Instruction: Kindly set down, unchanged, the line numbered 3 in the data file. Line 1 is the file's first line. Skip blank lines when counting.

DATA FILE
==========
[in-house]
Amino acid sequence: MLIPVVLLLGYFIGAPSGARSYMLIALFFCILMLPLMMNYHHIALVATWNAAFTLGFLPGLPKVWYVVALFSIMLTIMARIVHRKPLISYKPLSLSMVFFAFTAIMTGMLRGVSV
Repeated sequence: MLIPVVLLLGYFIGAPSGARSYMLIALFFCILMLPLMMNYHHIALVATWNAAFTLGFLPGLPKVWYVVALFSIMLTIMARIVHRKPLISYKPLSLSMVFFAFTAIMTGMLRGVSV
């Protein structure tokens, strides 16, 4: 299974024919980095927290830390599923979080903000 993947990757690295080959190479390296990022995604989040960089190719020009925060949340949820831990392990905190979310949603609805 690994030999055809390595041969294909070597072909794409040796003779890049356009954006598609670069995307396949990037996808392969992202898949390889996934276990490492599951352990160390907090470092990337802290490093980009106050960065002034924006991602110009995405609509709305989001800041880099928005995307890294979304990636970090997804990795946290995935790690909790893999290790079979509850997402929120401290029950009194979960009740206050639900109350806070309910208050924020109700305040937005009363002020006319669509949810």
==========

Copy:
Repeated sequence: MLIPVVLLLGYFIGAPSGARSYMLIALFFCILMLPLMMNYHHIALVATWNAAFTLGFLPGLPKVWYVVALFSIMLTIMARIVHRKPLISYKPLSLSMVFFAFTAIMTGMLRGVSV